Wednesday 23 October 2013
Review: The Shadow Year by Hannah Richell
Publisher: Orion Books
Release Date: 26 September 2013
Back cover blurb: 1980. On a hot summer's day five friends stumble upon an abandoned cottage hidden in the English countryside. Isolated and run-down, it offers a retreat, somewhere they can escape from the world. But as the seasons change, tensions begin to rise...
Three decades later, Lila arrives at the remote cottage. Bruised from a tragic accident and with her marriage in crisis, she finds renovating the house gives her a renewed sense of purpose. But why did the cottage's previous inhabitants leave their belongings behind? And why can't she shake the feeling that someone is watching her?
I bought this book on impulse at the airport just before jetting off to Gran Canaria recently, I'm so glad that I did. I had seen it fluttering about on my Twitter time line for a while, and it was on my 'to read' list, I just hadn't gotten around to it. How I kicked myself for not picking it up sooner.
The Shadow Year is told from two main points of view, that of Kat and her university friends, Simon, Carla, Ben and Mac in 1980, and that of Lila, Thirty years later.
I sensed almost immediately that the stories were intertwined somehow, but the author managed to keep me guessing right up until the end.
The first person that we meet in the book is Lila, we learn that she suffered a recent miscarriage in fairly mysterious circumstances. Although she is crippled by her own guilt, she also has a nagging feeling that things are not as they seem. Was there another person involved? Or is Lila driving herself slowly mad with grief?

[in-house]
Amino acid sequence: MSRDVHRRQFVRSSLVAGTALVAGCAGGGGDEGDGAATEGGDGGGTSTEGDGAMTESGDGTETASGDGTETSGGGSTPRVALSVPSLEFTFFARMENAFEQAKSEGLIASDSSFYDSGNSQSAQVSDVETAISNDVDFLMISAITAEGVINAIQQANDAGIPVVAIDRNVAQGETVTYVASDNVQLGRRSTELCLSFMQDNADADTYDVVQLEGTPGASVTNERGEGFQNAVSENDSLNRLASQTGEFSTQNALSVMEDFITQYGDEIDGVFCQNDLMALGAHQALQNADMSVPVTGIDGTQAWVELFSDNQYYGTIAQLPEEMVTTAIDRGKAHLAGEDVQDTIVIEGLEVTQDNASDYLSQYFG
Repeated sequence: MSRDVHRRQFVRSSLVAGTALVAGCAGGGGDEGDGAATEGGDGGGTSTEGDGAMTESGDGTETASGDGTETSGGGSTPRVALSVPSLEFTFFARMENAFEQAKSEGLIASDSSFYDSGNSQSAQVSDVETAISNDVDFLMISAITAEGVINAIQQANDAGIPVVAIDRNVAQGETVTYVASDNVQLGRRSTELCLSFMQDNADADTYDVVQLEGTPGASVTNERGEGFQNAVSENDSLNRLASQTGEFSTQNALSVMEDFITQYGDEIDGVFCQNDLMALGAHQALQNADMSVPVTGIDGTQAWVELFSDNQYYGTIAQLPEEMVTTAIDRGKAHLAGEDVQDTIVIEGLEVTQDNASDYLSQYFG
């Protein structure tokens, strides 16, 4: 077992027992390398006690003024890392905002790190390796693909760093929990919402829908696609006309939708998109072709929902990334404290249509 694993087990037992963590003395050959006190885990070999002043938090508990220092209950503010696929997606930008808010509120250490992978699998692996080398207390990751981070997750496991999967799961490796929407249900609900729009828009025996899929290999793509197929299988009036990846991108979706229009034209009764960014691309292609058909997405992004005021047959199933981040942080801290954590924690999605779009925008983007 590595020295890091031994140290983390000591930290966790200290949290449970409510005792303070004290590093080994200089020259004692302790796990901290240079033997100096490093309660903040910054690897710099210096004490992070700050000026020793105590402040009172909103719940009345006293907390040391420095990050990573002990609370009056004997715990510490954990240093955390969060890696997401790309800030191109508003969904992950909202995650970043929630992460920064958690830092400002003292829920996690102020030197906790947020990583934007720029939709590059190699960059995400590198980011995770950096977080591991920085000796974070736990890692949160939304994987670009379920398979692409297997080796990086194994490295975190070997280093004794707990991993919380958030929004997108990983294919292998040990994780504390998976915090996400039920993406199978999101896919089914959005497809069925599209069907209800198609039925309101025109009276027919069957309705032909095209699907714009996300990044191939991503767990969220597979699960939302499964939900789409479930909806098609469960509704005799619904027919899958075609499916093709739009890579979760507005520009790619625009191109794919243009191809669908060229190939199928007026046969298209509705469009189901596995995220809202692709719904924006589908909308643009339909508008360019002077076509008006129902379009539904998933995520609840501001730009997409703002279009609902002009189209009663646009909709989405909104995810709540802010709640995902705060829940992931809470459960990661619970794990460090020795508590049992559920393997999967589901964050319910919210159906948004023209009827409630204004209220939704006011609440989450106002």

Lila inherits a cottage in the middle of nowhere. Her father is the only person close to her that has passed away recently and she cannot imagine that he has left it to her. So where did such a gift come from?
It's a question you will be asking yourself until quite a way into the book, when the some pieces of the puzzle start to fit together. Although just like a real puzzle, they may not all fit into the exact place you think they should.
We meet Kat and her university friends just as they are looking for an adventure, they have come to the end of their respective courses, and don't necessarily want to 'settle down' in to the 'real world' just yet. Mac suggests a day trip to a cottage he visited once.
They never return.
Simon as the unspoken leader of the group takes it upon himself to lure the group away from everyday life, and into commune style basic living. Kat is the first to agree, for she is deeply in love with Simon. Young and impressionable, and not wanting to work for a living just yet, the others all follow.
All is fine and dandy, until the arrival of Kat's sister Freya. Her appearance kicks off a chain of events that shape the future of the group and their lives ahead.
I can't really say much more without giving away some of the (brilliant) plot. The book is full of suspense, without being predictable, it's characters at times both endearing and frustrating. If I ever do manage to write that book that I keep threatening, I would want it to be like this. I urge you to read it as soon as you can.
The Shadow Year is available online from Amazon and all good book stores.